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About Suzuki Roshi    

Book Review of Crooked Cucumber
Los Angeles Times 


Zen Master Influenced a Generation

The son of a traditional Zen Buddhist priest in rural Japan, Shunryu Suzuki was born in 1904. Destined to become one of the great intermediaries in the westward flow of cultural and religious values from the Far East in the latter part of this century, he played a quite different role from the D.T. Suzuki with whom he is sometimes confused, who taught at Harvard and Columbia universities and published numerous books on Zen about the same time. "'He's the big Suzuki," said Shunryu, with characteristic self-deprecation: "I'm the little Suzuki."

"Crooked Cucumber" was the nickname he earned as a novice monk: He was the odd one in the barrel, quirky and severely absent-minded. Determined to follow in his father's footsteps, he took on himself at the age of 11 a strict regimen of long zazen, or meditative sitting--with appropriate applications of the kyosaku, the stick whacked across the shoulders to rouse the sleepy or adjust the slacker's posture--and rigorous daily chores.

In this thoroughly researched biography, David Chadwick, a Zen priest ordained by Suzuki in 1970, follows his mentor's early progress from child to university student to priest and abbot, and through his quiet pacifism in the years of World War II.

In 1959, Suzuki finally achieved a long-held dream, moving to America to "teach Buddhism, for world peace." He arrived in San Francisco at a propitious moment, when the poets and artists of the Beat generation were howling--to borrow a phrase--in search of an alternative to the endemic middle-class materialism of the postwar years. Attracted by Suzuki's instruction in the simple, demanding discipline of daily sitting and by the non-dogmatic spiritual values of Zen Buddhist practice, they gravitated to his Zen Center. Suzuki transformed himself from a quiet monk into an inspiring and influential teacher, whose power resided more in the gentle but always rigorous example of his personal practice of silent meditation, ministry and daily ritual than in verbal message.

His influence continued to spread until his death in 1971. The San Francisco temple thrived and expanded, and in 1967 Suzuki and his associates founded the Zen Mountain Center at Tassajara in the wilderness behind the Big Sur peninsula. It was created to serve as a yearlong retreat for students and disciples and a summer hospitality center for the lay visitors who still go there from around the world seeking peace and serenity. "Zen Mind, Beginner's Mind," the book edited from Suzuki's teachings about 30 years ago, is still a popular seller.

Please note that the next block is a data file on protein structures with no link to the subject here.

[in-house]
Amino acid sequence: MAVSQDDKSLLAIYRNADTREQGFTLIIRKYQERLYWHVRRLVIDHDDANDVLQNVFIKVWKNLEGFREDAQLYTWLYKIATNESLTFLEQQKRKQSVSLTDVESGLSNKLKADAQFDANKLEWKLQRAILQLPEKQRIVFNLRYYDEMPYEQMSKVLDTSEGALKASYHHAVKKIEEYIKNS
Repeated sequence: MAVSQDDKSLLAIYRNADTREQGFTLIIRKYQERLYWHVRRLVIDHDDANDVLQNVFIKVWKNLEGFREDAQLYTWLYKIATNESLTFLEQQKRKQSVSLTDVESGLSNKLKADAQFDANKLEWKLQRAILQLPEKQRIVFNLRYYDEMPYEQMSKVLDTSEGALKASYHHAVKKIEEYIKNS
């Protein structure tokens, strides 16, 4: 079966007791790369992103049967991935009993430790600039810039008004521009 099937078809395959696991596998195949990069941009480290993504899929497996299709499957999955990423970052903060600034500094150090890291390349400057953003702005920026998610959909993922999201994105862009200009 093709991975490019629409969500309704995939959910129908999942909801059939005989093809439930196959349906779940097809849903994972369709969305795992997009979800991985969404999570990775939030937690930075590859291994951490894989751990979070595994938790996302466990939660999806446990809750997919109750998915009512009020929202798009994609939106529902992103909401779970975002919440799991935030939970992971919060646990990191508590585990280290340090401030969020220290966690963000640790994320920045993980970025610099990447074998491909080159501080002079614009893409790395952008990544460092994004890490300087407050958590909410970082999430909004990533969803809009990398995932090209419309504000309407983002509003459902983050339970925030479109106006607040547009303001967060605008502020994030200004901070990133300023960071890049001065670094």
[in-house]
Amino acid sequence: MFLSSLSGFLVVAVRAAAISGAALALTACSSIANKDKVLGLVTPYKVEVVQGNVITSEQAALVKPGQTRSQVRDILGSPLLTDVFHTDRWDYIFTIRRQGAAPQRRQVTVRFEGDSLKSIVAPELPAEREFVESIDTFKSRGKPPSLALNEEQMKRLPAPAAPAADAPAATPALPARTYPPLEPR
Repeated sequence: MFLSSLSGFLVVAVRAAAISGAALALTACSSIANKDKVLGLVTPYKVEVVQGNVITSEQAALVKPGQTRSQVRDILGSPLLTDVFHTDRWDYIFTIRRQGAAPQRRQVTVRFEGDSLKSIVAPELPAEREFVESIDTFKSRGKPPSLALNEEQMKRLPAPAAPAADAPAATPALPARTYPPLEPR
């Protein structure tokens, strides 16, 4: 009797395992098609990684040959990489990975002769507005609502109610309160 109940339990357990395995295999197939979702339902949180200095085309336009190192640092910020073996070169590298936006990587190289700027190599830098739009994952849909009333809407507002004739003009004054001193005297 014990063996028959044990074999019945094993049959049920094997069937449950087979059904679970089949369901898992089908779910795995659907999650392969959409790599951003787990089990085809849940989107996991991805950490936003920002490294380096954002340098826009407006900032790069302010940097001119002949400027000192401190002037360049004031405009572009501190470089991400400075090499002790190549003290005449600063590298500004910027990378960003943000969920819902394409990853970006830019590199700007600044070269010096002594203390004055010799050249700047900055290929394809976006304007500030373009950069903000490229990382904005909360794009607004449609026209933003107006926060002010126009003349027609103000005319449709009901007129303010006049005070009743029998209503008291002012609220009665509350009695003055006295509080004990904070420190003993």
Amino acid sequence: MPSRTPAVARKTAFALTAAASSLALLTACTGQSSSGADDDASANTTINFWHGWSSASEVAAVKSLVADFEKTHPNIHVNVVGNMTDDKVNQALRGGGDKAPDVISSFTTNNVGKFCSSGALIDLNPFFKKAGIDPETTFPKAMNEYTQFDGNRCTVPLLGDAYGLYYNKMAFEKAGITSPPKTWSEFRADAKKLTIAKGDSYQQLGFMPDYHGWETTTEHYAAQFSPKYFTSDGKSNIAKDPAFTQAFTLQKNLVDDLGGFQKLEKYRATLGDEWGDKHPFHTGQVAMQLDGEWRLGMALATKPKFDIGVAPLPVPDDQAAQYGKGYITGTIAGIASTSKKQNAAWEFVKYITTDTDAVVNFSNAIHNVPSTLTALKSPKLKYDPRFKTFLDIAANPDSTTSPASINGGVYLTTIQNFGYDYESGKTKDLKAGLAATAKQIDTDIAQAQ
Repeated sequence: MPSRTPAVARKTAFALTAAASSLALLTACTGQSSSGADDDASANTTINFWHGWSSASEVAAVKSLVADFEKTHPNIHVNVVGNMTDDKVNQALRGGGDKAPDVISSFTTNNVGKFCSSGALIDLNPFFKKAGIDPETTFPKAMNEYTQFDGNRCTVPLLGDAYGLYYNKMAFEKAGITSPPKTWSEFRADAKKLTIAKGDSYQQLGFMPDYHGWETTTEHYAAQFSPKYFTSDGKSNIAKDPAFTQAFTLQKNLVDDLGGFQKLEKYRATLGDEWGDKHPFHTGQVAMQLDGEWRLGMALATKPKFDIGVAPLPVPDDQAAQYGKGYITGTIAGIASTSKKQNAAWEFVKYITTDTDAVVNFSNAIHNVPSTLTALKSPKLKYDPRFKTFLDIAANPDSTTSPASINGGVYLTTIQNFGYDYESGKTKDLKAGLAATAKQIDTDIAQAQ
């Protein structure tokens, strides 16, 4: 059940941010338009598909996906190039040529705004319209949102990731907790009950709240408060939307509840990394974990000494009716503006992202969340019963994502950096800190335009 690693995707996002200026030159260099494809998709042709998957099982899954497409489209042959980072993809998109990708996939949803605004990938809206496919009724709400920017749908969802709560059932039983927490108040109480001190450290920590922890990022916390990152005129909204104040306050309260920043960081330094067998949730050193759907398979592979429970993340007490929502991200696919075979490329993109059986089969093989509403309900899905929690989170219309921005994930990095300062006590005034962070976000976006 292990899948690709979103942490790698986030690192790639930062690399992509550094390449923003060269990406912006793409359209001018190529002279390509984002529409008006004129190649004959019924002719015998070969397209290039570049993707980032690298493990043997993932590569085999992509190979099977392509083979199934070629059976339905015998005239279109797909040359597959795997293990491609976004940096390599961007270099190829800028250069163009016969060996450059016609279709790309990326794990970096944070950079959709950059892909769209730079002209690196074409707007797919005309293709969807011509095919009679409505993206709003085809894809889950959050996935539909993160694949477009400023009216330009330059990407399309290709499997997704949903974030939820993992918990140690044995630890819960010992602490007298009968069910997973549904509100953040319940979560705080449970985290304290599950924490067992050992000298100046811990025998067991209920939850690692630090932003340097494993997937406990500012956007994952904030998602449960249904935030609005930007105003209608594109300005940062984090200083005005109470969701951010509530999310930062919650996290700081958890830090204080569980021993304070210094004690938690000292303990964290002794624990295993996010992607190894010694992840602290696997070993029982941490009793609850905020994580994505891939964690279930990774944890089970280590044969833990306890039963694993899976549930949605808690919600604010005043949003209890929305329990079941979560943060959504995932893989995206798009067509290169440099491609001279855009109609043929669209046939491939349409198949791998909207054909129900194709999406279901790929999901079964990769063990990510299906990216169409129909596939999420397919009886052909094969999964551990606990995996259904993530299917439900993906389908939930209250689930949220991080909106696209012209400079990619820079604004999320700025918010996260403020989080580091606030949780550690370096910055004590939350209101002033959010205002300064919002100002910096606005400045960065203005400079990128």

Chadwick's biography is a loving tribute. The Suzuki he portrays was at once stern and playful, unassuming, yet sometimes also imperious and short-tempered. He consistently chose calling over family, leaving behind his children and, for an extended period, his wife in Japan when he first came to the United States. At the end of his life, he judged himself to have been a "bad father and bad husband," but hoped to have been a good priest.

What the book lacks is the art of the storyteller: the feel for the essential, for light and shade, for pace and timing. Although the interspersing of often fascinating firsthand material from Suzuki's teaching works well, a rather choppy episodic structure impedes the story's flow.

The first third of the book risks losing the reader in family history and in the politics of Japanese temple priesthood before Suzuki gets clear on his mission to bring Buddhism to the West. Later, in San Francisco, we encounter a parade of associates and disciples about whom we learn little aside from names: I am left wanting to know more about Suzuki's contact with such luminaries as Alan Watts and Trungpa Rinpoche, Allen Ginsberg and Gary Snyder, and less about the internecine struggles of board members.

Nonetheless, Suzuki left a lasting legacy as the man who introduced the spiritual discipline of Zen to the West Coast and thence to a still-thriving international community of grateful followers, and "Crooked Cucumber" affords a wonderful opportunity to meet him. It is also good to recognize that unwavering integrity, passionate commitment and dedication to mission can make as great a contribution in this contemporary world as flash and rhetoric.

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